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COLOR OR BLACK & WHITE MAYBE EVEN SEPIA
A cappuccino is an Italian coffee drink prepared with espresso, hot milk, and steamed-milk foam.
The name cappuccino comes from the Capuchin friars, possibly referring to the colour of their habits or to the aspect of their tonsured (white) heads, surrounded by a ring of brown hair.
A cappuccino is traditionally served in a porcelain cup, which has far better heat-retention characteristics than glass or paper. The foam on top of the cappuccino acts as an insulator and helps retain the heat of the liquid, allowing it to stay hotter longer. The foam may optionally have powder (commonly cocoa, cinnamon or nutmeg-in the case of the photographs below, mint) sprinkled on top. ~Wikipedia
Shot details for all photos: Canon 50D, 24-70mm @ 32mm, ISO 400, f/2.8, 1/40. RAW processed in Photoshop.
JACKIE CHAN LIMITED EDITION
This just in, the Canon 550D Jackie Chan Limited Edition for die hard fans of the action star. Could this be the exciting news Canon is waiting to announce in Asia?
Limited to only 2010 sets, better hurry if you want one, I am sure in the Chinese speaking world there are already lines forming outside of Canon dealerships. The set includes a 550D with a Jackie Chan dragon logo on the flash hood, a special Jackie strap, a special Jackie camera soft case and a special Jackie photo album. All this for a specially nice 10,000.00 Yuan (that’s mainland China currency) approximately PHP70,000.
If you wouldn’t mind living without the Jackie accessories then getting the body and EF-S 18-135mm kit lens would save a lot of heartache. A more detailed description of the launch and photos are at mydrivers.com
On another note, work has been insufferable this week and not much attention was paid to my blog. Rest assured, a lighter weekend is ahead and macphotographydy.wordpress will continue on it’s merry ways. Thanks for being patient.
AT NIGHT AND IN GOOD WEATHER
Taipei 101 at night is an amazing sight to behold. It was the tallest building (509.2 meters) in the world until The Burj Khalifa in Dubai topped at 800 meters tall.
Taipei weather is very unpredictable and on this night it cooperated.
Shot details: Canon 50D, 8 sec, f/5.6, 42mm, ISO 100, RAW.
Raw processed in DPP, slightly tonemapped from 16 bit TIFF file in Photomatix, further post processed in Photoshop, final uploaded photo is an 8bit JPG file at 1024 x 632 resolution.
This ones definitely going to the large format printers next week. At 350 dpi and 18×24″ I hope it comes out the way it’s seen here. Or it’s going to be an expensive test print…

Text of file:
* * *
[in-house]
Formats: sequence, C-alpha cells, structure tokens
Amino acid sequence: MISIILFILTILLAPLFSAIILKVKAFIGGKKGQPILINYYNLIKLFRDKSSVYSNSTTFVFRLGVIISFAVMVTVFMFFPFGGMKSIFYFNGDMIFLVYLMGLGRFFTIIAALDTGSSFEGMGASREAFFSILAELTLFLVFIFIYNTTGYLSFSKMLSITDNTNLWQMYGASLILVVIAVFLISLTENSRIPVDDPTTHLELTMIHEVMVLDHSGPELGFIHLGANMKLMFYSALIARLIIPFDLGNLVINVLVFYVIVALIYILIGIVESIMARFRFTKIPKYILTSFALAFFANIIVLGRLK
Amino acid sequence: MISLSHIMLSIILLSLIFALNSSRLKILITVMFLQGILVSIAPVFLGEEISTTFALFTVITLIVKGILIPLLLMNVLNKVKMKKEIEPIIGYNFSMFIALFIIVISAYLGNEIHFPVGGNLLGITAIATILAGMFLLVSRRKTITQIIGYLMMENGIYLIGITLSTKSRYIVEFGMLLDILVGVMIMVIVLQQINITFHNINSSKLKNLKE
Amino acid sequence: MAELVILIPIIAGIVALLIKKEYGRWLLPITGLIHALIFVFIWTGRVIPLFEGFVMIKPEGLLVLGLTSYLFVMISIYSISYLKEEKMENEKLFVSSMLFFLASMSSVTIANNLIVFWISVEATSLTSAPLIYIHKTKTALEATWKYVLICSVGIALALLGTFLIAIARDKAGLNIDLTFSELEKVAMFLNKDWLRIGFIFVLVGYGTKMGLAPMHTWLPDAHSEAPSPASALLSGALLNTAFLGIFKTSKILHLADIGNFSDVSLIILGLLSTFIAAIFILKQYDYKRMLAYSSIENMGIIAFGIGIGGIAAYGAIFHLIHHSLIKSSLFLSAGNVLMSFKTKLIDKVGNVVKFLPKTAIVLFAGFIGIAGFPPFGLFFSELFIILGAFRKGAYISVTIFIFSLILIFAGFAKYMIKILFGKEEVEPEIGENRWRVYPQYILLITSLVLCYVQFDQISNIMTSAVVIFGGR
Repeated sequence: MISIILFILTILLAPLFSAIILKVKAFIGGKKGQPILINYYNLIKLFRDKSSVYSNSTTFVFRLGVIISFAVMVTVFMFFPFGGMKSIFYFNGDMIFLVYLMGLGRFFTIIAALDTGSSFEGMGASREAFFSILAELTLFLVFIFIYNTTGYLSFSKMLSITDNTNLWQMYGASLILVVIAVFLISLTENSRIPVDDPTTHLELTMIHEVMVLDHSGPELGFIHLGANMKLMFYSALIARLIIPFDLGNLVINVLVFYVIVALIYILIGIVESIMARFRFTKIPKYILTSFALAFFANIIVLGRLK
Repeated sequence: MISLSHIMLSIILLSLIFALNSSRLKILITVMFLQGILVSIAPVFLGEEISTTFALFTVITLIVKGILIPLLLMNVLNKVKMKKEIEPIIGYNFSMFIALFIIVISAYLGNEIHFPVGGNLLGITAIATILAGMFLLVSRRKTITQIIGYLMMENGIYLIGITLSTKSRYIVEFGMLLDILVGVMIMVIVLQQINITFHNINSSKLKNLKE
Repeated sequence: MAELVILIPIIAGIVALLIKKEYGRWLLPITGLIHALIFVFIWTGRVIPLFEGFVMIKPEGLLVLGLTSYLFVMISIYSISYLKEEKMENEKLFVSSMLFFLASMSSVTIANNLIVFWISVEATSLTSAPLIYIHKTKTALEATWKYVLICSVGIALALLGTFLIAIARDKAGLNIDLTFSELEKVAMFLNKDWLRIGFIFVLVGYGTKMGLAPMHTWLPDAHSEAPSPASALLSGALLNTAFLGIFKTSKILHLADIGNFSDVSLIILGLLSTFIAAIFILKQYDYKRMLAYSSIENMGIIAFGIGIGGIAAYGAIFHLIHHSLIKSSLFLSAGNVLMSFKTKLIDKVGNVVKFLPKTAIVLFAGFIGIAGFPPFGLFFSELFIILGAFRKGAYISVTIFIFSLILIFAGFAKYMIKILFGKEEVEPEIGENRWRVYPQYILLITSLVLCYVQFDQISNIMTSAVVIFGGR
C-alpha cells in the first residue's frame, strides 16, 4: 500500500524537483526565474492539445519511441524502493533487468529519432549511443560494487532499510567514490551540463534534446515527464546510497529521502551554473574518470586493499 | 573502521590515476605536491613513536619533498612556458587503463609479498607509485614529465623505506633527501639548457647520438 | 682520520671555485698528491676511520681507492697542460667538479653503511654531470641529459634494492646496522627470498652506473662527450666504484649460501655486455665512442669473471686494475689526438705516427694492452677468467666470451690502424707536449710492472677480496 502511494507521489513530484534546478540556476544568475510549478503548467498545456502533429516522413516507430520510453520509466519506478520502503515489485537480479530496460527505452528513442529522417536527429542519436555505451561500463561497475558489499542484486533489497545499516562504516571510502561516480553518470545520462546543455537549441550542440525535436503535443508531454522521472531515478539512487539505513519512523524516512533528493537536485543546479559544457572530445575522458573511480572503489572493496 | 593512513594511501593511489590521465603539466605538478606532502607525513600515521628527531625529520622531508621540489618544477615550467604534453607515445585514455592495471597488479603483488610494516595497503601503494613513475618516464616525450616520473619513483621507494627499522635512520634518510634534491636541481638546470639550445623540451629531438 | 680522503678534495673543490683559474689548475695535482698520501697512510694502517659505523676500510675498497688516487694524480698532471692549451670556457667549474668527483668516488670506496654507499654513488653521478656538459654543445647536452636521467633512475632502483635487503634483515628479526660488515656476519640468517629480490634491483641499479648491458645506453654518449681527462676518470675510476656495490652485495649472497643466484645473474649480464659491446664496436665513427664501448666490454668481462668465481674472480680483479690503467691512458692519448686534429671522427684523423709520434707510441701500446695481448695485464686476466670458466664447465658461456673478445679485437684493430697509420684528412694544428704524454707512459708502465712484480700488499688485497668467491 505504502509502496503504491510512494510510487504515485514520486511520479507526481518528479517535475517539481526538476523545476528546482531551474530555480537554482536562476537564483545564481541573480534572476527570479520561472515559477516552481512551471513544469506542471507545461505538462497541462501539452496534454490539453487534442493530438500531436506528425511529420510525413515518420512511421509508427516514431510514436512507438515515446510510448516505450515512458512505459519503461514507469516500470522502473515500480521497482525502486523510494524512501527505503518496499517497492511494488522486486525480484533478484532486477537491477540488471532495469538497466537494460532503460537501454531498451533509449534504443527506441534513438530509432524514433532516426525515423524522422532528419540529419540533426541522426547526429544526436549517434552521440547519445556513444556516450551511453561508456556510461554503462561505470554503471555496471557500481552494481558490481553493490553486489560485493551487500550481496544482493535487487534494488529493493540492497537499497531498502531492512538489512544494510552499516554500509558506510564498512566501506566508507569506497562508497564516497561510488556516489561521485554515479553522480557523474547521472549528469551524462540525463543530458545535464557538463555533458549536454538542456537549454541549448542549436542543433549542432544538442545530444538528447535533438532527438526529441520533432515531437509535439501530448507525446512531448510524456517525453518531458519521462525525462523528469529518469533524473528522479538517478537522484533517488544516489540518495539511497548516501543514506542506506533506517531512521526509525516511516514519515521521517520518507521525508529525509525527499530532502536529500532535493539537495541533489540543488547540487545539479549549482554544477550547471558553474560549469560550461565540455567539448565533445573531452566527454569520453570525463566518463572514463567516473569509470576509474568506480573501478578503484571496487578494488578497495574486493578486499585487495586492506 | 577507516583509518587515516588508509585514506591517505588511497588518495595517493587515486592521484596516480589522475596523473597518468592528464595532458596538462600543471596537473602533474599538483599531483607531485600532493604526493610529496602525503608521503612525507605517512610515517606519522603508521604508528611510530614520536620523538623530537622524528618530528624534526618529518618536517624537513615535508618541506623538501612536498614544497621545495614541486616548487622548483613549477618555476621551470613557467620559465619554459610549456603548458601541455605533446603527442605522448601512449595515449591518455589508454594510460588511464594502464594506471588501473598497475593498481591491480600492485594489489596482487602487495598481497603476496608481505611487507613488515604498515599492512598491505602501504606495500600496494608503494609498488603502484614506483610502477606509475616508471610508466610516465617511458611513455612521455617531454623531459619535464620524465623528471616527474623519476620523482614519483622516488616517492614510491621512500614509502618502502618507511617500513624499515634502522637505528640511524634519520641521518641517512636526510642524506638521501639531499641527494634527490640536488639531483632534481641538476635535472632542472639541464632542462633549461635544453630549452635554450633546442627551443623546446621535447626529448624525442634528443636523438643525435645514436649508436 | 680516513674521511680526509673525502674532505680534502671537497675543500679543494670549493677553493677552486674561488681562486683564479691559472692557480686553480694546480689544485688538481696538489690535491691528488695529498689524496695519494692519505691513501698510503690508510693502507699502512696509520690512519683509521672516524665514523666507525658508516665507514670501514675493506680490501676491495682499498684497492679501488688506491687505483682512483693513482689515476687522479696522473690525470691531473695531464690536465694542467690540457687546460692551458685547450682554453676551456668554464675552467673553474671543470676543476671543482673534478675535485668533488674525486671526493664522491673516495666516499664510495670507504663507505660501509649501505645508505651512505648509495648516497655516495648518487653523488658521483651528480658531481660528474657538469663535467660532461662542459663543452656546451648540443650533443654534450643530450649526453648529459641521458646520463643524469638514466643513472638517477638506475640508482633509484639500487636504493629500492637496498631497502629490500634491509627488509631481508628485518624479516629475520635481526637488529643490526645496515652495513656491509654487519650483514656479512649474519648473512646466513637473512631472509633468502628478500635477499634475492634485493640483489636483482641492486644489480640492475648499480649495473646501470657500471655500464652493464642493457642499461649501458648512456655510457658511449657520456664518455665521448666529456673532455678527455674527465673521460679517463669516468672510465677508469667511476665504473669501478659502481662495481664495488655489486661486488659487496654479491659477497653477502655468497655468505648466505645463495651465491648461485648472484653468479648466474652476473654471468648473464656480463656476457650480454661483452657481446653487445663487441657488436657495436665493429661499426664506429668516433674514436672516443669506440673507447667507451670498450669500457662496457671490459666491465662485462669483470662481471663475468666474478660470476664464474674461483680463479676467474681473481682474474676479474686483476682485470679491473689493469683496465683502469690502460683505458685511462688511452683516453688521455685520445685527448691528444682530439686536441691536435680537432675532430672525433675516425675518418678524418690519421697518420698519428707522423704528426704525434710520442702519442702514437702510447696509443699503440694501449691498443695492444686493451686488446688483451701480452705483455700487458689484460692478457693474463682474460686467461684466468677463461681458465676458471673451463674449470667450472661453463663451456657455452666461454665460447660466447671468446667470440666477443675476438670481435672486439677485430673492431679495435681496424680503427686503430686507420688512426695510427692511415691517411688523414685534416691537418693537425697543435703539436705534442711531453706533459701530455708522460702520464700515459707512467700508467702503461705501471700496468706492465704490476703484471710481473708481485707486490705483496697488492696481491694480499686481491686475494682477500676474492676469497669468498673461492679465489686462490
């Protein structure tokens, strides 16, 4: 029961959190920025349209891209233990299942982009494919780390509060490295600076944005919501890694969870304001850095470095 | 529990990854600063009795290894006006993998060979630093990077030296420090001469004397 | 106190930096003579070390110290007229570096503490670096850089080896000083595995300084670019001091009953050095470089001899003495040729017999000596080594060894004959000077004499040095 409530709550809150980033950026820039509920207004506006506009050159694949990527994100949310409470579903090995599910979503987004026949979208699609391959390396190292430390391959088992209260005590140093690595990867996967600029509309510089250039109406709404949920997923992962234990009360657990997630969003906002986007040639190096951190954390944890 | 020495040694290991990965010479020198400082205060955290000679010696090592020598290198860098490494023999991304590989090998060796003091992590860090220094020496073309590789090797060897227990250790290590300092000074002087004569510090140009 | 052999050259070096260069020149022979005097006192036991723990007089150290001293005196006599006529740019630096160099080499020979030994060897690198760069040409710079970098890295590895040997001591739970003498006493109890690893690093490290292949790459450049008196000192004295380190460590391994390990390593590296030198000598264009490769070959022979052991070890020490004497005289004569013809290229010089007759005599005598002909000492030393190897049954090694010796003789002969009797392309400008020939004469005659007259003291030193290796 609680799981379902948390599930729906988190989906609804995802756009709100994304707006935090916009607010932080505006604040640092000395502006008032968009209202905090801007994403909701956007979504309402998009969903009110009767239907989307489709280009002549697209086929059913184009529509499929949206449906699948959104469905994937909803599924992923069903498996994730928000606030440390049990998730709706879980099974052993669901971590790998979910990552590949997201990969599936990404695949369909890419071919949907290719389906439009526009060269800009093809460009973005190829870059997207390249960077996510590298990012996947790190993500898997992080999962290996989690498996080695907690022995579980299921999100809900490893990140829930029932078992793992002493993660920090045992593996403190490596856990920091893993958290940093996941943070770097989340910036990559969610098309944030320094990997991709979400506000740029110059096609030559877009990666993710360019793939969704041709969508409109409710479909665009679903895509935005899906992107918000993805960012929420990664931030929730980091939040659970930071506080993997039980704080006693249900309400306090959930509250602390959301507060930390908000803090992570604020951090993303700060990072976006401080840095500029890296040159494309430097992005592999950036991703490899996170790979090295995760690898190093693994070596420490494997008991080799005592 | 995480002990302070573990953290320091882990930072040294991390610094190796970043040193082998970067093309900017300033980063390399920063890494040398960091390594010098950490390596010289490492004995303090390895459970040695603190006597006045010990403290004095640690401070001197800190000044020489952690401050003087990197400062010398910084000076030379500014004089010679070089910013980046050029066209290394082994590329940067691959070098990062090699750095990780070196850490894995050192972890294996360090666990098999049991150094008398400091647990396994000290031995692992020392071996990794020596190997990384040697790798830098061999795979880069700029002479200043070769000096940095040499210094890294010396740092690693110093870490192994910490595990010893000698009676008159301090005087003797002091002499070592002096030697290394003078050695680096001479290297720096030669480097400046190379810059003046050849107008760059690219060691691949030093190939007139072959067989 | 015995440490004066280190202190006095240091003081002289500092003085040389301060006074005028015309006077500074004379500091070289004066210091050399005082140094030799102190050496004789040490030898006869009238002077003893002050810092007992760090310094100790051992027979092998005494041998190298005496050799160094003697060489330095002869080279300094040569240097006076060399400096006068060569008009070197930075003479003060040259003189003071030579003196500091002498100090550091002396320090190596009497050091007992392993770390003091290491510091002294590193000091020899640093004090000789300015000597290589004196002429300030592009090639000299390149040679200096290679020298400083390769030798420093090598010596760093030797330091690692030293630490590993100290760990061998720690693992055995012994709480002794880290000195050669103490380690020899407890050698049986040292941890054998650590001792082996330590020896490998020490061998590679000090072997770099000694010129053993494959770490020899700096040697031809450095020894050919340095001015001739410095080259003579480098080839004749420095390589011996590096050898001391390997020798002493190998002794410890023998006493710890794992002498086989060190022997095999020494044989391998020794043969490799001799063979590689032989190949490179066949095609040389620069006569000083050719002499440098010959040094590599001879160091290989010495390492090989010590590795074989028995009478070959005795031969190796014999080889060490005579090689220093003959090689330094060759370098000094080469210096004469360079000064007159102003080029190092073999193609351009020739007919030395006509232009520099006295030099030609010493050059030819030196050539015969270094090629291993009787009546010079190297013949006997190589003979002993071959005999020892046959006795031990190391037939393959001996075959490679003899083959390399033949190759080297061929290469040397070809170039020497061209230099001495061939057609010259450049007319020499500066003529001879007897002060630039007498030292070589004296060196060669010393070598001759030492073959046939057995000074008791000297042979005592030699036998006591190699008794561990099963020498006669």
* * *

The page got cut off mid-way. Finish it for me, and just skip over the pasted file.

A380 SKY KITCHEN (A380空中廚房): EATING ON THE GROUND
The service staff dressed as flight attendants serve in a replica of the A380 interior complete with first class.
Located in an upscale department store in uptown Taipei, just a stones throw away from the Taipei 101, this restaurant serves a western menu from pastas to steaks. Kiddie meals and rice entree’s are served in familiar airline plastic trays with other first class meals like steaks and chops served in porcelain tableware.
It was a fun one time experience with overall food and service nothing to rave about but an excellent photo op for all.
All photographs were shot on the Canon G7: 35mm, TV mode, 1/15-1/40 sec., iso 200, no flash, processed in Photoshop.
…IN YOUR LENSES
Stumbling upon a recent article ‘Finding the Sweet Spot’ by Ontario-based photographer, Steve Richardson, reminded me of questions posed by friends on particular lens sharpness of various makes. Generally, a standard answer would be-the relative optimum sharpness of a lens would be f/7 to f/8 to f/9 or the maximum aperture of the lens and decrease aperture by 2-stops. With the Canon 24-70 f2.8L a bias answer would be that it’s sharp throughout.
Of course, sharpness depends greatly on brand and sheer luck. A dependable brand (Canon, Nikon, Olympus Zuiko, Zeiss, etc.) will produce lenses with about an 85% success rate without obvious flaws. Until it gets dropped and the focus mechanism will need repair.
With third party brands (Sigma, Tamron, Tokina, etc.) sheer luck plays a huge role in getting a sharp lens. As too many factors come into play and most notably, third party lenses are reverse engineered from actual samples of lenses from the big two-Canon and Nikon. Resulting in a bigger chance a buy will result in a faulty lens. From a personal stand point, the Sigma 50mm f/1.4 and 10-20 f4-5.6 are excellent and cheaper third party options to their more expensive counterparts but still not impervious to flaws.